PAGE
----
The "preserver" in the Hindu triad (Trimurti), Vishnu is admired as the supreme being In Vaishnavism, and identical to the metaphysical concept of Brahman (Atman, the self, or unchanging ultimate reality). He is popular and know for adopting various incarnations (avatars such as Rama and Krishna) to preserve and protect dharmic principles whenever the world is threatened with evil, chaos, and destructive forces.

In Hindu mythology, Vishnu is described as:
Origin of Separation of Powers: Traces In Hindu Mythology

  • A dark blue to black complexion;
  • Earrings in the shape of sharks;
  • A garland of flowers hanging from His neck;
  • The shrivatsa mark on His chest (in the form of a curl of hair);
  • The Kaustubha gem on His chest;
  • Yellow-coloured silk trousers; and
Four arms:
    • Upper-left hand holding the Panchajanya shankha (conch)
    • Lower-left hand holding a Padma (lotus flower)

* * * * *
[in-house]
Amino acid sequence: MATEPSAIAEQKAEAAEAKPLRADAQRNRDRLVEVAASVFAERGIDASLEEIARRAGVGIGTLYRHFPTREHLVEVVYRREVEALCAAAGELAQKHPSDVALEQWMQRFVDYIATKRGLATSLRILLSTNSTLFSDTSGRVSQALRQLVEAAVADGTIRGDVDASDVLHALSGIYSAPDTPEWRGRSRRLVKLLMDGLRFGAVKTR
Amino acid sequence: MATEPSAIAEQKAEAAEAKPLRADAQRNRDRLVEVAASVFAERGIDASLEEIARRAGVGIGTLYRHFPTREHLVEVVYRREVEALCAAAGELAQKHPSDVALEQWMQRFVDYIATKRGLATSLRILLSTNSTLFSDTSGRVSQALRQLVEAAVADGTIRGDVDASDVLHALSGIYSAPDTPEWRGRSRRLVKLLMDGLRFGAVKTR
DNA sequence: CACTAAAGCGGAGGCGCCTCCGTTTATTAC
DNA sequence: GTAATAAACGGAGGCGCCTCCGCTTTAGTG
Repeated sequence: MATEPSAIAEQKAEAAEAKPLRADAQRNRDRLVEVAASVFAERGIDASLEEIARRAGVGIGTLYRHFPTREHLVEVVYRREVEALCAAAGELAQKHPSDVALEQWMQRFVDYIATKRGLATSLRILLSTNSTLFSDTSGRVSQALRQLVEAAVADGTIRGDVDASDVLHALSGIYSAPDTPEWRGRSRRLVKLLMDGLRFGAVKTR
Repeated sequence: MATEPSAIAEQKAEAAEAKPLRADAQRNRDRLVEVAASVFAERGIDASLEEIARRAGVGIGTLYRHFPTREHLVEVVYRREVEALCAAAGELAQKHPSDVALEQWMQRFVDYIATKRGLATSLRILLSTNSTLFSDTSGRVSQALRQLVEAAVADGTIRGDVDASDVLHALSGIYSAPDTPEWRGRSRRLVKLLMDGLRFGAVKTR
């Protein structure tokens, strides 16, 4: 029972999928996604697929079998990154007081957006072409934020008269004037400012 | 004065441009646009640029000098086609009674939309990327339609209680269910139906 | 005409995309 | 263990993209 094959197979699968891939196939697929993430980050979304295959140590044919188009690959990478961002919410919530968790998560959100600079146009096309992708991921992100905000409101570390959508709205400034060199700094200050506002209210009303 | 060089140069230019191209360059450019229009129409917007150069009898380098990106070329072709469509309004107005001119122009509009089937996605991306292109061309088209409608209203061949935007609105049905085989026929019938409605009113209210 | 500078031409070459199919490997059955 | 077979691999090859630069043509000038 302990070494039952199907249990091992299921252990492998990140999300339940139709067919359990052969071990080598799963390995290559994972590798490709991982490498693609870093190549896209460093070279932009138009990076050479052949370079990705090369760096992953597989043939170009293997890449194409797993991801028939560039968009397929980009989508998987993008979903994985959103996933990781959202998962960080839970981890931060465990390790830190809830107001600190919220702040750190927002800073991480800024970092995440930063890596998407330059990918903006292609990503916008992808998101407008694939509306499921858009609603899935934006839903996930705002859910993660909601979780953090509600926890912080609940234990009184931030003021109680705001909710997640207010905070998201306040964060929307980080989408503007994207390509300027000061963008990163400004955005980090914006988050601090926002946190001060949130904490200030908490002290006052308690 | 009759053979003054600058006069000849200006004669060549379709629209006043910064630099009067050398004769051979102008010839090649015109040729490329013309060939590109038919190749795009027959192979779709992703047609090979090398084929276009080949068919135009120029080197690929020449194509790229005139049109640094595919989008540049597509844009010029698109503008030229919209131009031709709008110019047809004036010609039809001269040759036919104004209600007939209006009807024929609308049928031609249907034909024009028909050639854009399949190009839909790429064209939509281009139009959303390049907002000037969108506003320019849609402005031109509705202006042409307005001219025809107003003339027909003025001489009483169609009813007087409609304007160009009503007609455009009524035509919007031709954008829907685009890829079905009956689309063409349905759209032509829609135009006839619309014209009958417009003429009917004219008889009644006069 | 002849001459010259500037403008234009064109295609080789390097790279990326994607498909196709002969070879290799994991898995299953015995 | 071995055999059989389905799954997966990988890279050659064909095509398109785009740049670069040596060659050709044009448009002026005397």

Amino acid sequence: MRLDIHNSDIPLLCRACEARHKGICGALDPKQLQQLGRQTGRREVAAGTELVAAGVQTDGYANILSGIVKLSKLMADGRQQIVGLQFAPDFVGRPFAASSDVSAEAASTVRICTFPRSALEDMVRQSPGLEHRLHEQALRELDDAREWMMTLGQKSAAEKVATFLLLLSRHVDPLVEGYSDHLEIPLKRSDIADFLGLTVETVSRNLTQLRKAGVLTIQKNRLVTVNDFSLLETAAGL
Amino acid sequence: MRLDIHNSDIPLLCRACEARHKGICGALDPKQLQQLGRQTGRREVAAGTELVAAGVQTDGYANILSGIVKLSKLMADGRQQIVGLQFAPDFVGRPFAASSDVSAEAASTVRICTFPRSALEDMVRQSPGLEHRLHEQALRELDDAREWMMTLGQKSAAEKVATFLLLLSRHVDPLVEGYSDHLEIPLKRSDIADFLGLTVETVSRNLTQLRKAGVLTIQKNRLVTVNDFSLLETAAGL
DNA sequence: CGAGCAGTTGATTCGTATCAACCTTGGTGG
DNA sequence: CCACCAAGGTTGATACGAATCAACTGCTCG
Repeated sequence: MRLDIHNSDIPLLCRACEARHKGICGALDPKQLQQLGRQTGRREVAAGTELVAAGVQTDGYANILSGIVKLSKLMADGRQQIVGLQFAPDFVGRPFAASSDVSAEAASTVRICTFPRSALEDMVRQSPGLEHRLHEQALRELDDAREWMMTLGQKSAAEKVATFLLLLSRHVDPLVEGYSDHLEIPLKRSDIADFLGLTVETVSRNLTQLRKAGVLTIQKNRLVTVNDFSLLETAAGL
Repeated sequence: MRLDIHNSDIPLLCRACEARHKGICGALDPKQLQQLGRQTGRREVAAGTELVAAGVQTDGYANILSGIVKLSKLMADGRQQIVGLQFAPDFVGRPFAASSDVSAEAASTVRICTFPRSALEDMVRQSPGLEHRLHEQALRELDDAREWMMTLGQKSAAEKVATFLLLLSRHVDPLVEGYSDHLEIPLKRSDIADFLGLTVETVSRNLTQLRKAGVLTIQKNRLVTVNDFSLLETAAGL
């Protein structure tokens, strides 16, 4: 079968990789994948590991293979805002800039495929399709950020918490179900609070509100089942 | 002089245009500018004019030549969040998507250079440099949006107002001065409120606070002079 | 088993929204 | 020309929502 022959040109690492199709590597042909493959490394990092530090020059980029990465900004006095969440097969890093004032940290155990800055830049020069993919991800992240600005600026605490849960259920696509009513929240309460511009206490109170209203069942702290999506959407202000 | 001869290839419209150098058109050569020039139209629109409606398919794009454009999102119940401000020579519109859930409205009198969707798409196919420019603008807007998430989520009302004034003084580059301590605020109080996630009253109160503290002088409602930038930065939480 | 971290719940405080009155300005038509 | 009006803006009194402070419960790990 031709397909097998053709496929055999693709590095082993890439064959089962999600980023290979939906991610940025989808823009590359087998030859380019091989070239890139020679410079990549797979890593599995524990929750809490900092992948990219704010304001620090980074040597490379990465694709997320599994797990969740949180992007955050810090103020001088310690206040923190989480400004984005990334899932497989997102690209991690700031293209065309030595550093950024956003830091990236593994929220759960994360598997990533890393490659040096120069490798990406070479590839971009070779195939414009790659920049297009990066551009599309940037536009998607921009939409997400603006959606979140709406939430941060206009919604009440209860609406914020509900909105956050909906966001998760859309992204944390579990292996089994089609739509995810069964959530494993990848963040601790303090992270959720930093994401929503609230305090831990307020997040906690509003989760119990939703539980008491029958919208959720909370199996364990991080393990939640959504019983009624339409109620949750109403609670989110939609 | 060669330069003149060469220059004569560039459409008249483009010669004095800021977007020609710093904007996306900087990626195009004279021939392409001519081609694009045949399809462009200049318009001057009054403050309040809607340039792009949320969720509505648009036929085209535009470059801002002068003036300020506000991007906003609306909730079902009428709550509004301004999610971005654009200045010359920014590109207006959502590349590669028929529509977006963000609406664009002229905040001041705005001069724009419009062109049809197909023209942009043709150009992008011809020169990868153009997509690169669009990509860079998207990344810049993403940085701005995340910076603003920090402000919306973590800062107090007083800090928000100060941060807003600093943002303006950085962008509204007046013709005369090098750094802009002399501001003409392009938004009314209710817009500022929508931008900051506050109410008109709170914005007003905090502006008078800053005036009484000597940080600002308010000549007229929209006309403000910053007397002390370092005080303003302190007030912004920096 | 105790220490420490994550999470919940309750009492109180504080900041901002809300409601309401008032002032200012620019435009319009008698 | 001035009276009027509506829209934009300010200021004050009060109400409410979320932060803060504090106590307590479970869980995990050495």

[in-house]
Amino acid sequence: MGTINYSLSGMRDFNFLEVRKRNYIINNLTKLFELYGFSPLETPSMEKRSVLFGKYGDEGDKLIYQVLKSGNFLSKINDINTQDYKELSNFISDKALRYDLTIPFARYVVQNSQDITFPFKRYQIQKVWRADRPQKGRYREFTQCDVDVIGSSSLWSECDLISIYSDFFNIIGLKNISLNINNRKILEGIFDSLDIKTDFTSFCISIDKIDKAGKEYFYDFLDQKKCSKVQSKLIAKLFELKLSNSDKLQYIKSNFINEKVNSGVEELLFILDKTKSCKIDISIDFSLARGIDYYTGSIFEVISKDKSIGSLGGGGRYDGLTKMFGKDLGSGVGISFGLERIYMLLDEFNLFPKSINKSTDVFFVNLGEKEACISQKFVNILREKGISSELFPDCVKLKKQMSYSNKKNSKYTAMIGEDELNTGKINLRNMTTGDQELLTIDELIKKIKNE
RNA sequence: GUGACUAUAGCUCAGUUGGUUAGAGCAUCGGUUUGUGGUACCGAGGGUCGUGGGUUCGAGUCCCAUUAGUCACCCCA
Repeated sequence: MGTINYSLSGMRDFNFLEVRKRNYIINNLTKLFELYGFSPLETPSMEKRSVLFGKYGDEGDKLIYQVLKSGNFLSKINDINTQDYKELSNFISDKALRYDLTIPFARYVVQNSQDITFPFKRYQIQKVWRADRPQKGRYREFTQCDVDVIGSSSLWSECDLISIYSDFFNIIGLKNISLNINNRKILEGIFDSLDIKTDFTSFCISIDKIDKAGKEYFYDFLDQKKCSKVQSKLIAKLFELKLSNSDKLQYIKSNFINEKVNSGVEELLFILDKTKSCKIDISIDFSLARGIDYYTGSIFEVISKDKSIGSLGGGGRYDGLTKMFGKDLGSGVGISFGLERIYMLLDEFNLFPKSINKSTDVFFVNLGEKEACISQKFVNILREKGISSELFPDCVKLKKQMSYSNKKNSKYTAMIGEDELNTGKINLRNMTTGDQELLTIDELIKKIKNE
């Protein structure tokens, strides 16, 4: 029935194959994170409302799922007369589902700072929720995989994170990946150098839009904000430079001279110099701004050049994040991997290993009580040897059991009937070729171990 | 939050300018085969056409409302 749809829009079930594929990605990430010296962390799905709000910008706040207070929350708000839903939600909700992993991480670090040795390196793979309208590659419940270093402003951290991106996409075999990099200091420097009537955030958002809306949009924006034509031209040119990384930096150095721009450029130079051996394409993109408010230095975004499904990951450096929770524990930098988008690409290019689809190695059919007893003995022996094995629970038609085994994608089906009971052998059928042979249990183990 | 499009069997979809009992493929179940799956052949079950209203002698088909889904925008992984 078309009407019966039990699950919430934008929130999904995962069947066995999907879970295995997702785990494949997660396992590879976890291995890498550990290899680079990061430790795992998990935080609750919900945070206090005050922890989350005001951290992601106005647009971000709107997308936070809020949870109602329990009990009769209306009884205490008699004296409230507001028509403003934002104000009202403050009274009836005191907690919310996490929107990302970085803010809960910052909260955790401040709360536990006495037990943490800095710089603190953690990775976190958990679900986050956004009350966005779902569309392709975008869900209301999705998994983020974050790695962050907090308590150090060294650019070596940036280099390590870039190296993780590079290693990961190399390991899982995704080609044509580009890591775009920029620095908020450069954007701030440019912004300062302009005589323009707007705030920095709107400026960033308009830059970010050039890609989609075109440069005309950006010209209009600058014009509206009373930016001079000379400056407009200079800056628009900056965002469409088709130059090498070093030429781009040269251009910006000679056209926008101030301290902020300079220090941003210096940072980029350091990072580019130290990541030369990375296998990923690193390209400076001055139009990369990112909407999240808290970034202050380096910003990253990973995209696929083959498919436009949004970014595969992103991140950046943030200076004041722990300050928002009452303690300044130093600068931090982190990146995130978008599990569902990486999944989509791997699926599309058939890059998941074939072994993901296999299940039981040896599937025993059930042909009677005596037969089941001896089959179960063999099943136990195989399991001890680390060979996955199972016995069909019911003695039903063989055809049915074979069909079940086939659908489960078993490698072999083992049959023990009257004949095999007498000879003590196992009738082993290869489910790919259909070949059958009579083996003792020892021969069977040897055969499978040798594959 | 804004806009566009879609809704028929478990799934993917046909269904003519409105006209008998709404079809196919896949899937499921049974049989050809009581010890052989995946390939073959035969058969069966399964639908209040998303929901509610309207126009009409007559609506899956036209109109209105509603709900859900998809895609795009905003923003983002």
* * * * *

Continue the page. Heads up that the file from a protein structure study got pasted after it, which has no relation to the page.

• Upper-right hand handing the Sudarshana Chakra (discus)
    • Lower-right hand the Kaumodaki Gada (mace)

Vishnu is the god who preserves the life and maintains the peace and security on the planet earth. 

Now, if I compare Lord Vishnu with today’s executive, I found many similarities; executive’s duties are to preserve and maintain the peace and security in the society; to ensure that nothing wrong happens with any one; no one dies out of starvation or by any other such means, etc., same as of lord Vishnu.

Vishnu has four arms, and in two arms, there are weapons, it can be very well symbolized with our defence forces, paramilitary forces, and police forces who are employed to maintain the peace and security in the state. There is lotus flower in one hand, symbolizing the peace; in the present context, the administrative department, health department and all other such departments are there to ensure the good health and prosperity of society.